Four Retirement Planning Questions Every Woman Needs to Ask Herself

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Four retirement planning questions every woman needs to ask herself

Most women have a vivid and detailed plan to spend their retirement period effectively. But when the time arrives, they sometimes get lost or confused about their options. This happens mainly because, after all the time and effort you spent for decades on investing your retirement money, it might be hard to spend it away. Thus, second thoughts are quite common at this stage. In order avoid this dilemma all you need to do is to plan out your retirement well ahead of time so that you won’t be stranded on the way. Listed below are four essential questions that will help.

1. At what age do you hope to retire? 

Your retirement age has a direct, and big, impact on your retirement savings. But due to various reasons, it is hard to determine the exact age. You need to make the period a neutral one instead of making it too early or too late.  If not, it will create unwanted complications. For instance, if you retire too early, you may get hit by vehicle-specific taxes or a decrease in social benefits. If you retire too late, you might be too old to fully enjoy the money you’ve saved.  Make sure that your age doesn’t act as a barrier.

2. How much do you need?

A retirement fund is one way to make your life’s dreams come true. There can be many places you want to see, and many people you want to meet. Until you figure your budget, all that has to wait. Whatever investment account you use, you must ensure that your investment is in the right form. If you are planning a world tour after retirement, you may want more cash on hand. But if you were saving up for all these years for something special, act accordingly. For instance, a silver IRA might be a wise option if you are planning on paying for a large wedding for you daughter in the distant future.

3. How to spend the fund wisely?

Just because you are maintaining funds for a large expense like a wedding doesn’t mean your entire investment should be stored as silver. You can use multiple methods to keep your funds flexible and safe. You can change any part of your retirement fund into silver using what is called a silver IRA rollover. It is important to ensure that you have cash and investments in different forms. This is important to ensure that you will not go bankrupt or get mugged during your round-the-world journey.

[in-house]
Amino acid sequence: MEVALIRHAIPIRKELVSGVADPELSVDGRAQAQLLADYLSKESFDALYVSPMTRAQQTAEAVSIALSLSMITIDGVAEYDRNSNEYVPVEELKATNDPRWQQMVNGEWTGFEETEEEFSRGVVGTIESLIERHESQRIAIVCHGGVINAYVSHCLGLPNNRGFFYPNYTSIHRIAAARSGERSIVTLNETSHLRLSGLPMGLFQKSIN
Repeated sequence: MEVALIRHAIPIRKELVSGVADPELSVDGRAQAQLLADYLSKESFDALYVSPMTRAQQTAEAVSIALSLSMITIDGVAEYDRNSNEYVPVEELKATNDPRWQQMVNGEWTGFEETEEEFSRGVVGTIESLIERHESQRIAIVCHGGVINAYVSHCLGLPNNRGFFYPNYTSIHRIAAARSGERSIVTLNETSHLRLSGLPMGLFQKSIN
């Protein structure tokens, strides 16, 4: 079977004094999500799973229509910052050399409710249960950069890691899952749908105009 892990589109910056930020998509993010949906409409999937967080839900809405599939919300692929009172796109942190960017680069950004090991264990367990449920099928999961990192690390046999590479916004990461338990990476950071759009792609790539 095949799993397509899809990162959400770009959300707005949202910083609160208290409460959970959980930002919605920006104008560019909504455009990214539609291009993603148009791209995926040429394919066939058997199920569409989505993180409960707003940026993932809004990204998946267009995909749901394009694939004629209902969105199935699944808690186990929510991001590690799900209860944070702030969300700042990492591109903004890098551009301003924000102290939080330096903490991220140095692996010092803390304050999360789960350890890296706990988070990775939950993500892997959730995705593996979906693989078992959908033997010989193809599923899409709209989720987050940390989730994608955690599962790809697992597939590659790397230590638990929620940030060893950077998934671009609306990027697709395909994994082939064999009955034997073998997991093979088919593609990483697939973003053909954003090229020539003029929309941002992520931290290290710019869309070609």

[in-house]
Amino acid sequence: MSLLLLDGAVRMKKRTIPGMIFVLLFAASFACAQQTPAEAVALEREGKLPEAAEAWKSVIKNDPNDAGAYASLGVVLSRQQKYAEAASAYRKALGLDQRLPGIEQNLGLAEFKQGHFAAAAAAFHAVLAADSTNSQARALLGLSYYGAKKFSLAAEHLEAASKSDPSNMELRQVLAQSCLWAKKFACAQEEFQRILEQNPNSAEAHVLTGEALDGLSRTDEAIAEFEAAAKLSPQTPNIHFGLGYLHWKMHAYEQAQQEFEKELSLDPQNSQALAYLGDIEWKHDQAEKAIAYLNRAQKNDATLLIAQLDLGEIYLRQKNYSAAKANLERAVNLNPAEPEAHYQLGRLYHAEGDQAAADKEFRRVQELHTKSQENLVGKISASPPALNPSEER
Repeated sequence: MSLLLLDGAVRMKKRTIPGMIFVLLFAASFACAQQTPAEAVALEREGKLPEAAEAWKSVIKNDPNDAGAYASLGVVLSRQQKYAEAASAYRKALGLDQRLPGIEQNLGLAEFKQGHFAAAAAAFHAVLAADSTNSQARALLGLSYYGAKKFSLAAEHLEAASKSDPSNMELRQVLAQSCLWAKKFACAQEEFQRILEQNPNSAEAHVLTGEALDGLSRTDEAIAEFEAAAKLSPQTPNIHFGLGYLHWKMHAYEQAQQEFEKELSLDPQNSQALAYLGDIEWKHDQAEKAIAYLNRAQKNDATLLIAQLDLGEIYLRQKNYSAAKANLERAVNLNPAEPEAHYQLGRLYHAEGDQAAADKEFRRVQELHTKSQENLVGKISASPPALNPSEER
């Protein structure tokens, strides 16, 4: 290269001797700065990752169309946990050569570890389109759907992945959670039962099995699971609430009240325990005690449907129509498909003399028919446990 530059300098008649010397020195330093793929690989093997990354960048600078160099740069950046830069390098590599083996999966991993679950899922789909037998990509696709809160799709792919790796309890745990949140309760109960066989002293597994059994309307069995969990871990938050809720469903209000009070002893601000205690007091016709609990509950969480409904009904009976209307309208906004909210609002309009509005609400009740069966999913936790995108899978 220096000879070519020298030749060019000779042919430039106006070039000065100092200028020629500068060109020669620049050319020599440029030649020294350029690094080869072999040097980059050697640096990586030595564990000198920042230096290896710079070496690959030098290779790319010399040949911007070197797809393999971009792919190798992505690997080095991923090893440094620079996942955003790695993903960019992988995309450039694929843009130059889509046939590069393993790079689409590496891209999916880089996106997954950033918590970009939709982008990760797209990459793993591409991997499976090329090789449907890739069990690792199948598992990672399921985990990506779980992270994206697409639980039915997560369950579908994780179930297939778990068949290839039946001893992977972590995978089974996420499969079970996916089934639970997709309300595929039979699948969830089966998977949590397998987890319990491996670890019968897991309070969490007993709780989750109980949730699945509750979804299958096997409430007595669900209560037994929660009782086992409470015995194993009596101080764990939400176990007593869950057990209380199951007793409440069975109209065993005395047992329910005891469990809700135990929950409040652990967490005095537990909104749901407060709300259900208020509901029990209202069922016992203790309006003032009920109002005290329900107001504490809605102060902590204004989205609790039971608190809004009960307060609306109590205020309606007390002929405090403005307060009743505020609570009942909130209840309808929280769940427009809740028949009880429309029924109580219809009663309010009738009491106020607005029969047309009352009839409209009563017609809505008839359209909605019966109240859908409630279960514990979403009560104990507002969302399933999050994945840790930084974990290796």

4. Should you continue working?

It might be difficult to break the habit of working after decades of practice. If you have the drive to keep achieving your goals and face challenges, you can give a shot at becoming an entrepreneur. You can start something simple from your home such as a catering service. If this is a part of your plans, you must make this decision well ahead so that you can save for the business separately.

It’s time that we plan and organize our retirement now in order to break the myth about women and investing.


*I have been compensated for this post contributed by an outside writer.*

12 thoughts on “Four Retirement Planning Questions Every Woman Needs to Ask Herself

  1. Sylvia @Professional Girl on the Go

    Great questions! I was thinking about when I would like to retire a few days ago. I was thinking maybe 55. I want to have enough stream of income that would allow me to retire at that age.

    1. femmefrugality Post author

      My number’s right around the same, Sylvia. Now I just need to get more serious about getting there.

    1. femmefrugality Post author

      Agreed. Everyone should be arguing themselves these questions, but we as women need to shake the this-is-one-thing-we-don’t-prepare-for stigma.

  2. snarkfinance

    Great questions to ask and not just for women. Everyone can benefit from a little financial planning. That said, I think everyone should plan on continuing to work in some form or fashion… its important to keep the mind fresh and active. It can only lead to a more fulfilling retirement in my humble opinion.

    1. femmefrugality Post author

      Ah!!! You’re back! Hooray!!!

      And I agree. Even if it’s not something you get paid for, keeping at something keeps depression at bay.

  3. seattlegirluw

    My supervisor at work is in her 70s, but she found retirement boring. Instead, she just takes a bunch of vacations during the year. (The owner of the company is her son, so he doesn’t give her grief about it.)

    I think I’ll end up doing the same. Partially because I like a paycheck, but also because we’re getting such a late start on retirement due to disability and other expensive issues.


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